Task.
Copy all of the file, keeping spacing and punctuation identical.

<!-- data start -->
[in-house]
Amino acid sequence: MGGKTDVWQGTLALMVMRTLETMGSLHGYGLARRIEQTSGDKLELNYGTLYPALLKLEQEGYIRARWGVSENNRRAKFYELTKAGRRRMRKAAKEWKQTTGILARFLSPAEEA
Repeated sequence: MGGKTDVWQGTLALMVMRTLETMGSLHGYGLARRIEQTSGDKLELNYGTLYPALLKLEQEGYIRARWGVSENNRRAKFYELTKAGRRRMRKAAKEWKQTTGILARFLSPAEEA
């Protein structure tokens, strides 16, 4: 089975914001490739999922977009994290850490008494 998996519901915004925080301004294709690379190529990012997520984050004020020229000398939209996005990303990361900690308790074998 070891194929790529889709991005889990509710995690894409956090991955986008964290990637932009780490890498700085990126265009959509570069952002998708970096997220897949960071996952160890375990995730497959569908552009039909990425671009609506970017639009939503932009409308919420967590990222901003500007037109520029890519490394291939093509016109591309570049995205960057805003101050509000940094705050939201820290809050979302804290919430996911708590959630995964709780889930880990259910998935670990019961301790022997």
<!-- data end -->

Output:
[in-house]
Amino acid sequence: MGGKTDVWQGTLALMVMRTLETMGSLHGYGLARRIEQTSGDKLELNYGTLYPALLKLEQEGYIRARWGVSENNRRAKFYELTKAGRRRMRKAAKEWKQTTGILARFLSPAEEA
Repeated sequence: MGGKTDVWQGTLALMVMRTLETMGSLHGYGLARRIEQTSGDKLELNYGTLYPALLKLEQEGYIRARWGVSENNRRAKFYELTKAGRRRMRKAAKEWKQTTGILARFLSPAEEA
């Protein structure tokens, strides 16, 4: 089975914001490739999922977009994290850490008494 998996519901915004925080301004294709690379190529990012997520984050004020020229000398939209996005990303990361900690308790074998 070891194929790529889709991005889990509710995690894409956090991955986008964290990637932009780490890498700085990126265009959509570069952002998708970096997220897949960071996952160890375990995730497959569908552009039909990425671009609506970017639009939503932009409308919420967590990222901003500007037109520029890519490394291939093509016109591309570049995205960057805003101050509000940094705050939201820290809050979302804290919430996911708590959630995964709780889930880990259910998935670990019961301790022997």